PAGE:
Brighton Pavilion MP Caroline Lucas asked an “urgent question” about claims that House of Commons staff had been bullied and suffered sexual harassment.
Permission to ask the question about bullying by MPs was granted by the Commons speaker John Bercow who is one of those accused of bullying in the past week. He denies the claims.
Ms Lucas was a member of a cross-party group chaired by the Leader of the Commons Andrea Leadsom which tightened up protection for staff.
But Ms Lucas repeated her concerns spelt out a month ago when rule changes were published that the reforms didn’t go far enough.
Others also expressed concern that while better protection was given to MPs’ staff, it didn’t stretch to staff known as clerks who are employed directly by the House of Commons.
Ms Lucas told the Commons yesterday (Monday 12 March): “This is not about party politics and it is not about political gain. It is about doing the right thing by the staff who support us on a daily basis and ensuring that the House of Commons leads by example when it comes to robustly tackling workplace bullying and sexual misconduct.
“Members and the public will have been shocked by the revelations of bullying at Westminster that were highlighted by Newsnight (the BBC TV programme) last week.
“I commend the Leader of the House for her ongoing work to establish an independent complaints and grievance procedure.
“The need for that arose in part because the 2014 Respect policy did not apply to large numbers of those working in Parliament.
“There are now considerable grounds to assert that that same Respect policy does not have the confidence of the staff that it is intended to protect and that the new independent procedure must immediately be expanded to avoid a two-tier system.
“I am grateful that the Leader of the House broadly agrees with that – and I am pleased to hear about the new short inquiry – but will she also confirm specifically that there will be a presumption in favour of historical allegations being thoroughly investigated, should those affected choose to make formal complaints, either under the Respect policy or the new procedure?
“Will she acknowledge that the positive work that she has led to date risks being undermined if we continue to allow sanctions to be determined by a committee on which MPs effectively hold all the power?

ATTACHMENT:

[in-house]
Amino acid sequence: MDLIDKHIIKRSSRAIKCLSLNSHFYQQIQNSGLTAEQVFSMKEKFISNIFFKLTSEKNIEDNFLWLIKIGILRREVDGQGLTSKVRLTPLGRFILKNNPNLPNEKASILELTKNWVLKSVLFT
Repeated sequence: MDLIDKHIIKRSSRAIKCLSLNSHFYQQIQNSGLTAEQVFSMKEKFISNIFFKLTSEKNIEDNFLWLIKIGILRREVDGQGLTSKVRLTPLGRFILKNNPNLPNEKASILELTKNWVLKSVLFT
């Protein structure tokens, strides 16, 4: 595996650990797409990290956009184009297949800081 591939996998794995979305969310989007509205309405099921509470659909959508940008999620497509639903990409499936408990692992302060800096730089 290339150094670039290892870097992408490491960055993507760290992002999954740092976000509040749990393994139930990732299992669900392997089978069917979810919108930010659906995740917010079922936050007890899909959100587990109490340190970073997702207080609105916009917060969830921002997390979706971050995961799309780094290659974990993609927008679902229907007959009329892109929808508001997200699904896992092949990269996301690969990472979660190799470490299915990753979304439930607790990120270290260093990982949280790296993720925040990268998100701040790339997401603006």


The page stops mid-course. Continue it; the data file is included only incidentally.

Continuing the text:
“Will she agree that the whole process, including sanctions, must be handled by an independent body?
“Will she revisit whether good employer and consent training as an important part of culture change should start before the next election?
“I think the evidence is clear that it should and, in the meantime, can she assure staff that any further complaints will be treated with the seriousness and respect that they deserve and will not be dismissed, as they were last Friday, as grotesque exaggeration?”
Mrs Leadsom said: “I am grateful to the honourable lady for her question. She and I worked together on the cross-party working group on an independent complaints and grievance policy. I thank her sincerely for her work on it.
“Reports of bullying of House staff are of huge concern to me and to honourable members right across the House.
“I am committed to stamping out all kinds of bullying and harassment in Parliament in order to create an environment in which everyone feels safe and is treated with the respect and dignity they deserve.
“We can only achieve our goals in this House with the support of others. A great debt of gratitude is owed by us all to the House staff who support us behind the scenes.
“The House will be aware that significant progress has been made in recent months, following the shocking reports at the end of last year of sexual harassment, bullying and intimidation in this place.
“The working group I chaired, set up by the Prime Minister, has now published its report and it has been agreed by both Houses.
“The work streams are now in place to get the new independent complaints procedure up and running within the next three months.
“The honourable lady will recall that the working group wanted House staff to be included in the new complaints procedure from day one.